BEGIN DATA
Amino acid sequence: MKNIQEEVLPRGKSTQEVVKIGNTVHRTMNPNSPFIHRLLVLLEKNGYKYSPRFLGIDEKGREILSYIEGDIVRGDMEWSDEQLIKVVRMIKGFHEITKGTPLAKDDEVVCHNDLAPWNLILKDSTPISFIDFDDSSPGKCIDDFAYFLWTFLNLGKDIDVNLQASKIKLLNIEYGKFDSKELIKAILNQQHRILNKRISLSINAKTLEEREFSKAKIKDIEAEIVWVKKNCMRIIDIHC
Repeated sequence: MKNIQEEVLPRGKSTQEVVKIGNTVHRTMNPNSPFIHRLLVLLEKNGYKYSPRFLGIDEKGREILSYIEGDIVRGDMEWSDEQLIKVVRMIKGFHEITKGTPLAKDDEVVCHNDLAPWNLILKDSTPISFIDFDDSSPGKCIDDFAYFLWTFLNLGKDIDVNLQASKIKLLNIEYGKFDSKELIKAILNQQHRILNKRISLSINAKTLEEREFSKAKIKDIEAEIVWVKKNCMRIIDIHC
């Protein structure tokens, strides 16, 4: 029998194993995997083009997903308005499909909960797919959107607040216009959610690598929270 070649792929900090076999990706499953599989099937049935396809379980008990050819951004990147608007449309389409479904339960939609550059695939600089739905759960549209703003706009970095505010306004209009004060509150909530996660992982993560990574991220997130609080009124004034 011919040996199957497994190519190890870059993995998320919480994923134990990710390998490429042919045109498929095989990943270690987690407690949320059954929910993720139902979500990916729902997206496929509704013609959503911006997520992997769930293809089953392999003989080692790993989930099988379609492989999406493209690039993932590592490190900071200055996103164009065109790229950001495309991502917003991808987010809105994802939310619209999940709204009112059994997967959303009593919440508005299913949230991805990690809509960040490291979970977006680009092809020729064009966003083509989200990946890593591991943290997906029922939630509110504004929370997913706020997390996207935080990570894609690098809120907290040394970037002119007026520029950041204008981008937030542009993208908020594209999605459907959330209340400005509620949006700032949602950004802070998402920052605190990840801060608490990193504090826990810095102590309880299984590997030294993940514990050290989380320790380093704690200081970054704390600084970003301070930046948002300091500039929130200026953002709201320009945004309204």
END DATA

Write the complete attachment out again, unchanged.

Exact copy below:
Amino acid sequence: MKNIQEEVLPRGKSTQEVVKIGNTVHRTMNPNSPFIHRLLVLLEKNGYKYSPRFLGIDEKGREILSYIEGDIVRGDMEWSDEQLIKVVRMIKGFHEITKGTPLAKDDEVVCHNDLAPWNLILKDSTPISFIDFDDSSPGKCIDDFAYFLWTFLNLGKDIDVNLQASKIKLLNIEYGKFDSKELIKAILNQQHRILNKRISLSINAKTLEEREFSKAKIKDIEAEIVWVKKNCMRIIDIHC
Repeated sequence: MKNIQEEVLPRGKSTQEVVKIGNTVHRTMNPNSPFIHRLLVLLEKNGYKYSPRFLGIDEKGREILSYIEGDIVRGDMEWSDEQLIKVVRMIKGFHEITKGTPLAKDDEVVCHNDLAPWNLILKDSTPISFIDFDDSSPGKCIDDFAYFLWTFLNLGKDIDVNLQASKIKLLNIEYGKFDSKELIKAILNQQHRILNKRISLSINAKTLEEREFSKAKIKDIEAEIVWVKKNCMRIIDIHC
């Protein structure tokens, strides 16, 4: 029998194993995997083009997903308005499909909960797919959107607040216009959610690598929270 070649792929900090076999990706499953599989099937049935396809379980008990050819951004990147608007449309389409479904339960939609550059695939600089739905759960549209703003706009970095505010306004209009004060509150909530996660992982993560990574991220997130609080009124004034 011919040996199957497994190519190890870059993995998320919480994923134990990710390998490429042919045109498929095989990943270690987690407690949320059954929910993720139902979500990916729902997206496929509704013609959503911006997520992997769930293809089953392999003989080692790993989930099988379609492989999406493209690039993932590592490190900071200055996103164009065109790229950001495309991502917003991808987010809105994802939310619209999940709204009112059994997967959303009593919440508005299913949230991805990690809509960040490291979970977006680009092809020729064009966003083509989200990946890593591991943290997906029922939630509110504004929370997913706020997390996207935080990570894609690098809120907290040394970037002119007026520029950041204008981008937030542009993208908020594209999605459907959330209340400005509620949006700032949602950004802070998402920052605190990840801060608490990193504090826990810095102590309880299984590997030294993940514990050290989380320790380093704690200081970054704390600084970003301070930046948002300091500039929130200026953002709201320009945004309204």